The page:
“I don’t feel rejected if someone passes on one of my songs,” Walker says. “I just think, ‘Well, it’s not right for them, but it’s right for someone.’”
Despite a vibrant personality, Cindy Walker had a reputation for being shy of the spotlight. In fact, she initially declined to show up for her own tribute at the Paramount Theater in Austin in 2004, telling organizers she just didn’t want people to make a big fuss over her. But when her close friends Leon Rausch, Rich O’Brien, Ray Benson and Johnny Gimble signed on, Walker had a change of heart. She ended up getting so into the Paramount gala she made song requests to bandleader Sarah Brown (whose all-star cohorts included Lisa Pankratz on drums, Redd Volkaert on guitar, Earl Poole Ball on piano and Cindy Cashdollar on steel guitar) and ended up dancing a jig in front of the stage to the delight of 1,100 on hand.
Cindy Walker, who calls everyone “honey” or “dear,” was not an opera-box kinda gal. Although her mother was able to bring elegant accompaniment to Cindy’s songs, she was unable to get her Rebecca off Sunnybrook Farm. “Mama was just so prim and proper and I was the opposite,” Walker said, with a laugh.
“They were quite a mother and daughter team,” producer Foster said of the Walkers, who stayed at the Continental Apartments on Nashville’s West End for six months out of the year to pitch songs. “They related so well to each other. There was always a lot of banter back and forth when they played. And, oh, how Mama could cook! Her Southern cooking was legendary in Nashville.” Everybody called Oree Walker “Mama,” even those who were older.
So tight were the mother and daughter (Cindy’s father died in 1948) that when Oree Walker passed away in 1991, some friends worried that Cindy, who was married only once and only briefly, would have trouble finding the strength to go on. She still had her songs, though the one who helped give them lift was gone. “I miss Mama every day,” she says. “Every time I sit at the piano, Mama’s grand piano, I remember how she played ‘In the Misty Moonlight’ the day before she died,” Cindy recalled, with a smile you could practically see over the phone. She remembered how she’d get so excited when she finished a song that she’d sometimes wake her mother in the middle of the night to get her to play it. A song was never finished until Mama gave it her touch. “It’ll be just as good in the morning,” Oree Walker would say, then doze on back to sleep.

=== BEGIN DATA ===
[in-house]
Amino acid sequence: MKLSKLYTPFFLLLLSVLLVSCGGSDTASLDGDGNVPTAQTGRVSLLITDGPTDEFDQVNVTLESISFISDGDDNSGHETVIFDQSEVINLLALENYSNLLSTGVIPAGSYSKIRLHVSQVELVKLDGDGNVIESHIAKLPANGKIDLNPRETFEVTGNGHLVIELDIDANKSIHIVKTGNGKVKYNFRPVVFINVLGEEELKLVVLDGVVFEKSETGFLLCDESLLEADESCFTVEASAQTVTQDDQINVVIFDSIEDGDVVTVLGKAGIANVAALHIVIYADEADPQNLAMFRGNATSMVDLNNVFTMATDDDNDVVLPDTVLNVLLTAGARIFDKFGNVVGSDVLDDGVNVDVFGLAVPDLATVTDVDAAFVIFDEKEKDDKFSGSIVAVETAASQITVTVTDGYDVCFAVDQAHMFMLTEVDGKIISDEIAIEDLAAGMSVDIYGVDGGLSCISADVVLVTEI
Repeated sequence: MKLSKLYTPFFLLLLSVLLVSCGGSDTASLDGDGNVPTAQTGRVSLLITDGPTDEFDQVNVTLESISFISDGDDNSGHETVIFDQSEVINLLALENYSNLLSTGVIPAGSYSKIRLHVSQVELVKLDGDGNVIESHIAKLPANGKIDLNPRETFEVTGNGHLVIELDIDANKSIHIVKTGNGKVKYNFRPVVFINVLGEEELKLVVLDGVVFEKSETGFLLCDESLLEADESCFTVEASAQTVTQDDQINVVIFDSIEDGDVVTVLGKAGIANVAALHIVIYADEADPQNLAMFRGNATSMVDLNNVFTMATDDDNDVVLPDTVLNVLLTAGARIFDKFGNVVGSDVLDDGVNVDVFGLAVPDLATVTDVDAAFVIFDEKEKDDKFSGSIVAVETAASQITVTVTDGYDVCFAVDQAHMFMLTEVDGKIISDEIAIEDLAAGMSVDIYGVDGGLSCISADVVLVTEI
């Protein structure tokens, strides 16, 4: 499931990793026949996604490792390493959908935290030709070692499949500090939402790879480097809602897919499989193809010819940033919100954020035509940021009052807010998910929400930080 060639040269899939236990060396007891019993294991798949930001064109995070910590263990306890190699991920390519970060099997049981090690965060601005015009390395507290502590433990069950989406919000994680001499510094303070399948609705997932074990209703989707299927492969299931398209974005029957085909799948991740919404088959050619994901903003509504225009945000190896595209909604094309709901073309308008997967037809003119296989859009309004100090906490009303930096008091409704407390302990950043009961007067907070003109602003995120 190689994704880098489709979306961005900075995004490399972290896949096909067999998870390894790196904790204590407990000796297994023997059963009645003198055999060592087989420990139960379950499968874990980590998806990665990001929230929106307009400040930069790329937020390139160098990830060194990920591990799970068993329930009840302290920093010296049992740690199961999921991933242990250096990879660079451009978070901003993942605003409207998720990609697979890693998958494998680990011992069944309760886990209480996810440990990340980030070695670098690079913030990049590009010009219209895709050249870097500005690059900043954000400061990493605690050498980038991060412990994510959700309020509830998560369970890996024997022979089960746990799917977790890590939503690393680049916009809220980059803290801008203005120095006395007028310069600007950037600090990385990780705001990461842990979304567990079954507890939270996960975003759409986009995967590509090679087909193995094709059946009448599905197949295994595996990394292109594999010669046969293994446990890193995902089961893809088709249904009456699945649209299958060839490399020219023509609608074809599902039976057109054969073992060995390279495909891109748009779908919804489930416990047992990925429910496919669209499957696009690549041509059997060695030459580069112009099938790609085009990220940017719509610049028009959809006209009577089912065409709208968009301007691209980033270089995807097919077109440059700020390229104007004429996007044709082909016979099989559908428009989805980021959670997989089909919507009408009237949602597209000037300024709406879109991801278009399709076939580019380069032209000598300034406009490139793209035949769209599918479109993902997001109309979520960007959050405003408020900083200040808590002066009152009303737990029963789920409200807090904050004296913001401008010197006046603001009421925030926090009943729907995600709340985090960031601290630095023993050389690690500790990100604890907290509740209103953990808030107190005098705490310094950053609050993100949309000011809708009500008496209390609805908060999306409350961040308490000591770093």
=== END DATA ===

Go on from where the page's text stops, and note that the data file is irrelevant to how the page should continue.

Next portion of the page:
When Cindy Walker was inducted into the Country Music Hall of Fame in 1997, she brought many in the crowd to tears when she recited a poem about the dress she was wearing, which her mother made. The free-spirited Cindy, then 79, also brought a bit of refreshing energy to the staid proceedings, just by being her buoyant, unpretentious, non-frilly self.
She seemed like someone who could’ve settled the West, instead of just writing songs about the new frontier.
It was a quiet life in Mexia, where Walker lived in the three-bedroom, brick house for 50 years. Although old friends adored her and younger artists and songwriters figuratively kissed her feet at any opportunity, Walker said she didn’t really like too many visitors. You can’t write hit songs with company coming around, after all.
The honors and tributes stacked up, like her 2003 induction into Broadcast Music Inc.’s exclusive “Million-Aires” club, signifying that her songs have been played on the radio more than a million times through the years.
But hearing those songs sung and played masterfully, as Ray Charles did with “You Don’t Know Me” in 1962 and George Jones with “The Warm Red Wine” the same year, is all the reward she ever needed.
“Do you want to hear my new song?” From the lips of Cindy Walker, a true Texas treasure, those words were precious.